April 29th, 2008
Skip iPod: St. Charles Students to get School Bus Music in Trade-Off
By Josh Stockinger
Daily Herald (Illinois)
St. Charles school officials have agreed to play 15 minutes of music and commercials on all District 303 buses each day in exchange for free equipment they say will enhance safety.
Under a five-year contract with Minnesota-based Bus Radio that will start next school year, about 100 buses will be stocked with global positioning systems, digital video recorders and other pricey devices linking drivers to district headquarters.
In return, the district will broadcast a radio program that includes about 10 minutes of “age-appropriate” music, one minute of advertising, a one-minute public service message and a mix of disc jockey banter and song requests.
School board member Jim Gaffney said that while he has reservations about students being subjected to commercials, the agreement equates to safer buses and cost savings for the district.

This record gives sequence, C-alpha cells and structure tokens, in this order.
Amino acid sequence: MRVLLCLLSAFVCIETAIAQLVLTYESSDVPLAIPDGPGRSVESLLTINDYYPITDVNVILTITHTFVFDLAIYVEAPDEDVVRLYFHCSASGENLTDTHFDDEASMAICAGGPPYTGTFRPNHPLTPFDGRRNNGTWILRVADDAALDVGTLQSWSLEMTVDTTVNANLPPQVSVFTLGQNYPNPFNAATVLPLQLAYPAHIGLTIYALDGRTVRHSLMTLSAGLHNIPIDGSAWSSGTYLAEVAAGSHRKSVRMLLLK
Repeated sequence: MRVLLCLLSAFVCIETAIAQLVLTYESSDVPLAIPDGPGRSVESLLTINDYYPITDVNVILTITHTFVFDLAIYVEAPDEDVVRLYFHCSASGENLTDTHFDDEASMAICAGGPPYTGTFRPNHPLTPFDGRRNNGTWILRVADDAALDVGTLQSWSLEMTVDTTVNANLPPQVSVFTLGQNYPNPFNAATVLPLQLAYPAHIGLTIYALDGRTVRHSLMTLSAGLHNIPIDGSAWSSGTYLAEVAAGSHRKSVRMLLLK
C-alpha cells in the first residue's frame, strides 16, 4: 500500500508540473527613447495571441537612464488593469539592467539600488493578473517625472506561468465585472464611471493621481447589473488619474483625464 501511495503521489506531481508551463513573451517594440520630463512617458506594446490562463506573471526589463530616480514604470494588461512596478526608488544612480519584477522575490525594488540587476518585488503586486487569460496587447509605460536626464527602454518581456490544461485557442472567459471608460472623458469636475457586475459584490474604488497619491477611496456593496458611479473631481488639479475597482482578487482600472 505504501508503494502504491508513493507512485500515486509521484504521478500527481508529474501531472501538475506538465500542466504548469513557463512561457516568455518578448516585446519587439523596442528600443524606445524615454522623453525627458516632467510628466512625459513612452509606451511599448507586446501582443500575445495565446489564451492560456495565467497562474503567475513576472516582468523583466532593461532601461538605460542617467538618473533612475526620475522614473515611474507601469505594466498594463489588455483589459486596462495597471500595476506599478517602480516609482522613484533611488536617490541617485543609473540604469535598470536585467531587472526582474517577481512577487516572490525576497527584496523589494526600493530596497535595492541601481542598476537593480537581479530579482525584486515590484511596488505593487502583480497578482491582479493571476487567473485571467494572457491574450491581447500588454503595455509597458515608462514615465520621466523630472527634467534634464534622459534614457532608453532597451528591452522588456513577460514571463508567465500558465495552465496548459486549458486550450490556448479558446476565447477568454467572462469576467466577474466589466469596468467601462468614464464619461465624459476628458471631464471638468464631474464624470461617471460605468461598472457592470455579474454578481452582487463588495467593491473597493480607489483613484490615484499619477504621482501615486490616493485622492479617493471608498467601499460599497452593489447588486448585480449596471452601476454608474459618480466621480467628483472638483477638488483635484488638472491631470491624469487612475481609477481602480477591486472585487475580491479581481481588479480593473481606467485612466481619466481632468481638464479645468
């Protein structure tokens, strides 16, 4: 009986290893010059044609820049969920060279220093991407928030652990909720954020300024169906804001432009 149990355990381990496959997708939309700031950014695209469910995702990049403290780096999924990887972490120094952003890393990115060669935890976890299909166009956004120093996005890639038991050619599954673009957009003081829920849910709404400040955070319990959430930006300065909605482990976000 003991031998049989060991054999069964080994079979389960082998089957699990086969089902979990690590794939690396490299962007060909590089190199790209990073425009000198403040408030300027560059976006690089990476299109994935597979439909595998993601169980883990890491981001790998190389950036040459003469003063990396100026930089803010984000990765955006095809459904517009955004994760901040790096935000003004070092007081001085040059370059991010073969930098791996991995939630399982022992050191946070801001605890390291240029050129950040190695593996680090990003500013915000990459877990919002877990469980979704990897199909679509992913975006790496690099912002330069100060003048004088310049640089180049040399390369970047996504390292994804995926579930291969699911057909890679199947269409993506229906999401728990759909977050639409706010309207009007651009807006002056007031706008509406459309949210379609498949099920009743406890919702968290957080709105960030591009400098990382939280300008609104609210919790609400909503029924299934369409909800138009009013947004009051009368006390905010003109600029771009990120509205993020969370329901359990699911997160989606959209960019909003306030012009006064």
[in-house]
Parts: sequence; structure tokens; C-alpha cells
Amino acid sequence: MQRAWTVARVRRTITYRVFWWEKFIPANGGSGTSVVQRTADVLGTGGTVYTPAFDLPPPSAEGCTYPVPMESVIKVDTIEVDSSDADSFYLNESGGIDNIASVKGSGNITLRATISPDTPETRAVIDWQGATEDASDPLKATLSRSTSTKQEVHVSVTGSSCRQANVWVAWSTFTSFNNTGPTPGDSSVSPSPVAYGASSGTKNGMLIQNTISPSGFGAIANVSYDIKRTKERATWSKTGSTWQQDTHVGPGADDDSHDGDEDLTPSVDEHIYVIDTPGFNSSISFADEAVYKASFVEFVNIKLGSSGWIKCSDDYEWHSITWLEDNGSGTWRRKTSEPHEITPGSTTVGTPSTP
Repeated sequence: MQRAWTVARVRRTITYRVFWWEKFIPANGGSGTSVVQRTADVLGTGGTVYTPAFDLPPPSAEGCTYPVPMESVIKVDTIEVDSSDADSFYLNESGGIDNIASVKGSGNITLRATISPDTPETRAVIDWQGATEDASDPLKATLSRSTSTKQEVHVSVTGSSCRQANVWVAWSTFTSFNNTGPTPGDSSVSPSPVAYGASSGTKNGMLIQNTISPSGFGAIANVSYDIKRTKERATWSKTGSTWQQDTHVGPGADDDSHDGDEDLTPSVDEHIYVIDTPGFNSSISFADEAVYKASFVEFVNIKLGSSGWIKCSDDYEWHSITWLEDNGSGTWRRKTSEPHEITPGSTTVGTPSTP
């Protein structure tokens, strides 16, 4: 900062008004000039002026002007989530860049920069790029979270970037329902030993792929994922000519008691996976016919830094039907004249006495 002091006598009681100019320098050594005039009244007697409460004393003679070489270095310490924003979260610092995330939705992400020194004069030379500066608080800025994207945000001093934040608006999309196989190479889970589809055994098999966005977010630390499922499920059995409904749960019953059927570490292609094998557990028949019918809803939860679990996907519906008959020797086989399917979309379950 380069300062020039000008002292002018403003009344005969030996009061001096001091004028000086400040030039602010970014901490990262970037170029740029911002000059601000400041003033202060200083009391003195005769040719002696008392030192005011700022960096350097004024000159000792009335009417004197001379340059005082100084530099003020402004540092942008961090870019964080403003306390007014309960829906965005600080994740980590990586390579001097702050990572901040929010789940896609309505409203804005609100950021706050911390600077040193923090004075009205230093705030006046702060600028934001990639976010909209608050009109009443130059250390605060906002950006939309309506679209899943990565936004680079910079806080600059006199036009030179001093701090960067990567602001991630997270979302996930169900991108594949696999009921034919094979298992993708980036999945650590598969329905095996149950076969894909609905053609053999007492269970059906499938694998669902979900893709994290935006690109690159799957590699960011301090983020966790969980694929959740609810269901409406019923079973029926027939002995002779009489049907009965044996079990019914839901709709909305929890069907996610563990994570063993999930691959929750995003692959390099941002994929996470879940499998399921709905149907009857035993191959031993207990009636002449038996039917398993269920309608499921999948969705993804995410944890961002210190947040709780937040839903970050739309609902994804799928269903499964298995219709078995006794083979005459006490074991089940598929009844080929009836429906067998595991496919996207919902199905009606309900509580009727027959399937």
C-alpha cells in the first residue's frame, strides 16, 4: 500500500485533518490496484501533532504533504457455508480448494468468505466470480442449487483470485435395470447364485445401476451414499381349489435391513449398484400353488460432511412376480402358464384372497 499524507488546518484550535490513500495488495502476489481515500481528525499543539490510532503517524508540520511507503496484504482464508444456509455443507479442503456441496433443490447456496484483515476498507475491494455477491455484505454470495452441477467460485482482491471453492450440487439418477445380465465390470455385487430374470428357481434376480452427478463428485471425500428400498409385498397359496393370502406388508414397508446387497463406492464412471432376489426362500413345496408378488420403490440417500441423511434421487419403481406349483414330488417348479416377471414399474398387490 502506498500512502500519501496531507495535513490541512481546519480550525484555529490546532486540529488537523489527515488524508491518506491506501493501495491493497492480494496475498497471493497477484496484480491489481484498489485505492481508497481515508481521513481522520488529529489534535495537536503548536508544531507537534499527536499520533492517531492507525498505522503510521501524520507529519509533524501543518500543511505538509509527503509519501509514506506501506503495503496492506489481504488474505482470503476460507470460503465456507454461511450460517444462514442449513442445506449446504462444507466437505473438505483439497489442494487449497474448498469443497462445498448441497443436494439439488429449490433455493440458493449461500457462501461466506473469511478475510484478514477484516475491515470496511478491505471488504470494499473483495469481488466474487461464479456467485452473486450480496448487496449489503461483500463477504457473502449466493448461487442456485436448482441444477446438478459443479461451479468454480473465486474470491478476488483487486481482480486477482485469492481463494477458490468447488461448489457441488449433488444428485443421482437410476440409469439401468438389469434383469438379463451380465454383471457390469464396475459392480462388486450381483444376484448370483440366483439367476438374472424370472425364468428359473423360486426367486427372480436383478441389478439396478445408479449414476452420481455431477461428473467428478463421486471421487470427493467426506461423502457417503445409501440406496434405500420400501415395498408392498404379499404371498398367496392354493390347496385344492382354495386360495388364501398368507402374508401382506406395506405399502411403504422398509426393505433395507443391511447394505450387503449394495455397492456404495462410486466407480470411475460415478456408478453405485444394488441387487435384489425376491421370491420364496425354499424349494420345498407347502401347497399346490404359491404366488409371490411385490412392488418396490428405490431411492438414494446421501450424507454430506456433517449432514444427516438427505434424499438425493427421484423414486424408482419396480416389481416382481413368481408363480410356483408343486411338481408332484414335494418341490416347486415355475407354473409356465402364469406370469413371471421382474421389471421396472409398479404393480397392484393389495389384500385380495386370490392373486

“I don’t think it’s the perfect situation,” he said. “It’s a system that will fill the need for the time being.”
District 303 operates roughly 90 buses a day and maintains a standby fleet of about 10. Gaffney said the upgrades will help the transportation division keep a closer watch as children are taken to school.
“Probably the main thing is the GPS,” said Gaffney, who is chairman of the board’s business services committee, which recommended signing the contract. “If there’s anything that goes wrong, they can track the bus.”
School officials also cited an independent study by Edison Media Research that found “overall student behavior improved dramatically with the implementation of Bus Radio.” The district said the study showed “noise levels were reduced, students remained in their seats and students’ willingness to follow rules increased.”
Bus Radio advertisements include pitches for CDs, DVDs, children’s television and other products. Samples are available online at http://www.busradio.net.
In addition to the free equipment, St. Charles schools stand to receive $1,500 to $5,000 from Bus Radio over the next five years, depending on the number of listeners and the length of the contract, officials said.
Gaffney added that other regional school systems where Bus Radio has been implemented reported positive results and pointed out that either party can void the deal with 60 days’ notice. “If we decide we don’t like it, we just make a call,” he said.